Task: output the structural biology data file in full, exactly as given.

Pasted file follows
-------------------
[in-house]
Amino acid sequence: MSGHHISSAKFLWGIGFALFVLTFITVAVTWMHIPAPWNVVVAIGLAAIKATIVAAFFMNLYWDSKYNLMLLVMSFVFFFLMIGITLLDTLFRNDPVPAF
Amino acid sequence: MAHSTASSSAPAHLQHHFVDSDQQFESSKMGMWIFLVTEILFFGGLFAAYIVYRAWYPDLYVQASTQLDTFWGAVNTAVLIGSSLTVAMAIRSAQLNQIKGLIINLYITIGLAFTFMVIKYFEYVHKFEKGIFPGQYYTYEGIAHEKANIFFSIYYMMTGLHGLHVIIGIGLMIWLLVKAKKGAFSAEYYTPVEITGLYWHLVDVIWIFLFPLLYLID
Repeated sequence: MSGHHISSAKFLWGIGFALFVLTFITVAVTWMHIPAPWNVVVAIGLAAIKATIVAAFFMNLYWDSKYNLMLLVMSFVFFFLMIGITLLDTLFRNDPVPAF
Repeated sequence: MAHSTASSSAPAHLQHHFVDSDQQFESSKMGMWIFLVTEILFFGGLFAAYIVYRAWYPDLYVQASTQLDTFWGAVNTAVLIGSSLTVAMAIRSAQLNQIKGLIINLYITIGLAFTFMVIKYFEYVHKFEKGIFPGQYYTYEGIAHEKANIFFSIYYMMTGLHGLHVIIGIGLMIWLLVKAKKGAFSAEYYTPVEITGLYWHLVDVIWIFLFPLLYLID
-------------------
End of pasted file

[in-house]
Amino acid sequence: MSGHHISSAKFLWGIGFALFVLTFITVAVTWMHIPAPWNVVVAIGLAAIKATIVAAFFMNLYWDSKYNLMLLVMSFVFFFLMIGITLLDTLFRNDPVPAF
Amino acid sequence: MAHSTASSSAPAHLQHHFVDSDQQFESSKMGMWIFLVTEILFFGGLFAAYIVYRAWYPDLYVQASTQLDTFWGAVNTAVLIGSSLTVAMAIRSAQLNQIKGLIINLYITIGLAFTFMVIKYFEYVHKFEKGIFPGQYYTYEGIAHEKANIFFSIYYMMTGLHGLHVIIGIGLMIWLLVKAKKGAFSAEYYTPVEITGLYWHLVDVIWIFLFPLLYLID
Repeated sequence: MSGHHISSAKFLWGIGFALFVLTFITVAVTWMHIPAPWNVVVAIGLAAIKATIVAAFFMNLYWDSKYNLMLLVMSFVFFFLMIGITLLDTLFRNDPVPAF
Repeated sequence: MAHSTASSSAPAHLQHHFVDSDQQFESSKMGMWIFLVTEILFFGGLFAAYIVYRAWYPDLYVQASTQLDTFWGAVNTAVLIGSSLTVAMAIRSAQLNQIKGLIINLYITIGLAFTFMVIKYFEYVHKFEKGIFPGQYYTYEGIAHEKANIFFSIYYMMTGLHGLHVIIGIGLMIWLLVKAKKGAFSAEYYTPVEITGLYWHLVDVIWIFLFPLLYLID